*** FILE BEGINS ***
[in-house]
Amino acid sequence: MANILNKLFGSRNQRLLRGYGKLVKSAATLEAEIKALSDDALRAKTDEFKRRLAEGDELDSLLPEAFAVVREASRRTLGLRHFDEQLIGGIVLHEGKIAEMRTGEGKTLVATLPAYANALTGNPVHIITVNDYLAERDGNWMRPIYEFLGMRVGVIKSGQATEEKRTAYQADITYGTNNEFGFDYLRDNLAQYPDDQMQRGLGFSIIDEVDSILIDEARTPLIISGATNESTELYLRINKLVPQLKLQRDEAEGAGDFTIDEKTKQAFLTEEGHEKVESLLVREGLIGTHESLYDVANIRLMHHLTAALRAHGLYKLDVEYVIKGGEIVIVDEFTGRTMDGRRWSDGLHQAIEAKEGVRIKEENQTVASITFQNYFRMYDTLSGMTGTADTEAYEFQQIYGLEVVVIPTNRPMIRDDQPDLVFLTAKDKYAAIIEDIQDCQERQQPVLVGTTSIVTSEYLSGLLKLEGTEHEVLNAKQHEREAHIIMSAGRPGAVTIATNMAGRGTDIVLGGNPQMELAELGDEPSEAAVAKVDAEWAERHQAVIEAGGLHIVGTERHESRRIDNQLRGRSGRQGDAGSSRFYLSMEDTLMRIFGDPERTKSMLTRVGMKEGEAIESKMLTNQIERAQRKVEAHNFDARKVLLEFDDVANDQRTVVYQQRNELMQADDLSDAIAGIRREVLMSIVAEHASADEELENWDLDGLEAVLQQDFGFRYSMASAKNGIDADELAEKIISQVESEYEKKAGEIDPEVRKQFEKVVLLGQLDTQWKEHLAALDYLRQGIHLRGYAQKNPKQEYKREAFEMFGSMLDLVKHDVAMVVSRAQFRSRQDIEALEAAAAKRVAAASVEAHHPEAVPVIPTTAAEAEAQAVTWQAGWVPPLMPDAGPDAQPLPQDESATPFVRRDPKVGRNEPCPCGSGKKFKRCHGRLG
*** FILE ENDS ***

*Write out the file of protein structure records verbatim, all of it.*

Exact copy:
[in-house]
Amino acid sequence: MANILNKLFGSRNQRLLRGYGKLVKSAATLEAEIKALSDDALRAKTDEFKRRLAEGDELDSLLPEAFAVVREASRRTLGLRHFDEQLIGGIVLHEGKIAEMRTGEGKTLVATLPAYANALTGNPVHIITVNDYLAERDGNWMRPIYEFLGMRVGVIKSGQATEEKRTAYQADITYGTNNEFGFDYLRDNLAQYPDDQMQRGLGFSIIDEVDSILIDEARTPLIISGATNESTELYLRINKLVPQLKLQRDEAEGAGDFTIDEKTKQAFLTEEGHEKVESLLVREGLIGTHESLYDVANIRLMHHLTAALRAHGLYKLDVEYVIKGGEIVIVDEFTGRTMDGRRWSDGLHQAIEAKEGVRIKEENQTVASITFQNYFRMYDTLSGMTGTADTEAYEFQQIYGLEVVVIPTNRPMIRDDQPDLVFLTAKDKYAAIIEDIQDCQERQQPVLVGTTSIVTSEYLSGLLKLEGTEHEVLNAKQHEREAHIIMSAGRPGAVTIATNMAGRGTDIVLGGNPQMELAELGDEPSEAAVAKVDAEWAERHQAVIEAGGLHIVGTERHESRRIDNQLRGRSGRQGDAGSSRFYLSMEDTLMRIFGDPERTKSMLTRVGMKEGEAIESKMLTNQIERAQRKVEAHNFDARKVLLEFDDVANDQRTVVYQQRNELMQADDLSDAIAGIRREVLMSIVAEHASADEELENWDLDGLEAVLQQDFGFRYSMASAKNGIDADELAEKIISQVESEYEKKAGEIDPEVRKQFEKVVLLGQLDTQWKEHLAALDYLRQGIHLRGYAQKNPKQEYKREAFEMFGSMLDLVKHDVAMVVSRAQFRSRQDIEALEAAAAKRVAAASVEAHHPEAVPVIPTTAAEAEAQAVTWQAGWVPPLMPDAGPDAQPLPQDESATPFVRRDPKVGRNEPCPCGSGKKFKRCHGRLG